I didn't know anything about those details you mentioned on Ogata textbooks... I hope I can found a Crandall's book at a reasonable price.
Regards
Daniel
 
  • #6
OldEngr63 said:
SuperDaniel, thanks for the endorsement on Crandall, et al. I think it is one of the most important textbooks I have every found, and I have two copies that I guard very carefully!

As to why these books are out of print, the answer is simple: they did not sell well. Publishers don't give a rip about the significance of a book; their concern is purely with the $$$. Crandall, et al. requires that a person be willing to work with the calculus of variations; they give an excellent intro to the topic, but you do have to plan to work at it. This frightens most folks away. White and Woodson is also a very important book, but it is not nearly as well written for a student as is the book by Crandall, et al. It did exceptionally poorly in the market and disappeared very quickly, even though it was unique in its day for the treatment of the material covered.

Hello OldEngr63: I am writing to you just to let you know that finally, after many... many... many emails, I could buy one new copy to an online bookseller... was a hard negotiation!

I will probably write back to you for assistance, if you can help me, of course.

Regards

SuperDaniel
 
  • #7
Congratulations on your find, SuperDaniel. By all means, write if you need help. I think you will find it is a great book.
 
  • #8
Thank you very much, OldEngr63.
 

What is a textbook for electromechanical design reference?

A textbook for electromechanical design reference is a comprehensive guide that covers the principles, theories, and techniques related to the design, analysis, and optimization of electromechanical systems. It serves as a valuable resource for engineers and students who work with electromechanical systems in various industries such as aerospace, automotive, and robotics.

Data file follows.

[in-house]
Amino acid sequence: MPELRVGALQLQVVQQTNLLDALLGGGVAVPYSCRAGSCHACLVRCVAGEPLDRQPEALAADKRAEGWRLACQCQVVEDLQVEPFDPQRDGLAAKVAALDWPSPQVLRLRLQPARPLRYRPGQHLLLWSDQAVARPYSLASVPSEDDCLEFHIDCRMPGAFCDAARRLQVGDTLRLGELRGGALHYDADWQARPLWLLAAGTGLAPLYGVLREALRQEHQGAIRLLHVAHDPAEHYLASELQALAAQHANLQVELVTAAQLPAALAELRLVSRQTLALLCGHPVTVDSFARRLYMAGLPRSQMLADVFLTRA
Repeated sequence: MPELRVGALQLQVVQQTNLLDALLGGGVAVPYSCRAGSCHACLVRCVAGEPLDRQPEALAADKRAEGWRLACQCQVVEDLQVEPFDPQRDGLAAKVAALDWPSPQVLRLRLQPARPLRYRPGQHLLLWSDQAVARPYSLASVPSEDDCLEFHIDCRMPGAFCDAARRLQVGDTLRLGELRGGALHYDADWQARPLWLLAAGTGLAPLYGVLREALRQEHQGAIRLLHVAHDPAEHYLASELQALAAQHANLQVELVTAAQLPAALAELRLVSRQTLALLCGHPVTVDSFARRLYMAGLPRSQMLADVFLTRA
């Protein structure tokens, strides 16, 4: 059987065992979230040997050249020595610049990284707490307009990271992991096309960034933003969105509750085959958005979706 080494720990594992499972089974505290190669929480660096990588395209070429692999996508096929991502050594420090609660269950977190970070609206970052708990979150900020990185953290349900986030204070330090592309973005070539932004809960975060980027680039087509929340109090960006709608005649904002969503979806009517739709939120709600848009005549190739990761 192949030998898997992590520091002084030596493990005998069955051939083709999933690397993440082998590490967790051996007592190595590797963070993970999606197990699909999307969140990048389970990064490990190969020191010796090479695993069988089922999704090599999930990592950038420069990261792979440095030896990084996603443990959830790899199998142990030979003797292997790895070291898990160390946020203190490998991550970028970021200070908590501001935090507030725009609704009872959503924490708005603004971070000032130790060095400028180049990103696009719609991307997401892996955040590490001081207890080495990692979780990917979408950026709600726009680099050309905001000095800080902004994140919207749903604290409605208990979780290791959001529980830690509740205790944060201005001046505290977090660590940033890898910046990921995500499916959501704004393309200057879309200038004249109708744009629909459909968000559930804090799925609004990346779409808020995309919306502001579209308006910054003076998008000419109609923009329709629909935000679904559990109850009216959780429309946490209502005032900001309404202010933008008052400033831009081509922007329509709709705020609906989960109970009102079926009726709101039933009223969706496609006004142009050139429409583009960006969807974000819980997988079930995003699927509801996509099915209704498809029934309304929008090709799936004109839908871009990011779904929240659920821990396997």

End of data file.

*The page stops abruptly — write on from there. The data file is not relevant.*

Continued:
What topics are typically covered in a textbook for electromechanical design reference?

A textbook for electromechanical design reference typically covers topics such as basic electrical and mechanical principles, electromechanical components and systems, sensors and actuators, control systems, and design methodologies. It may also include case studies and practical examples to illustrate the application of these concepts in real-world scenarios.

How can a textbook for electromechanical design reference benefit me as a scientist?

A textbook for electromechanical design reference can benefit you as a scientist by providing a solid foundation in electromechanical principles and techniques. It can also serve as a reference guide for your research and experiments, helping you to understand and analyze electromechanical systems more effectively. Additionally, it can help you to stay updated with the latest advancements and technologies in the field.

Are there any specific textbooks for electromechanical design reference that are recommended?

There are several textbooks for electromechanical design reference that are widely recommended by experts in the field. Some popular choices include "Electromechanical Systems, Electric Machines, and Applied Mechatronics" by John Hindmarsh and Alasdair Renfrew, "Electromechanical Energy Conversion: Principles, Theory, and Applications" by David W. Hart and John G. Kassakian, and "Electromechanical Motion Devices" by Paul C. Krause and Oleg Wasynczuk.

How can I use a textbook for electromechanical design reference effectively?

To use a textbook for electromechanical design reference effectively, it is recommended to read it in a structured manner, starting with the basics and gradually moving on to more advanced concepts. It is also helpful to take notes and work through the examples and exercises provided in the book. Additionally, you can use the textbook as a reference guide when working on projects or conducting research related to electromechanical systems.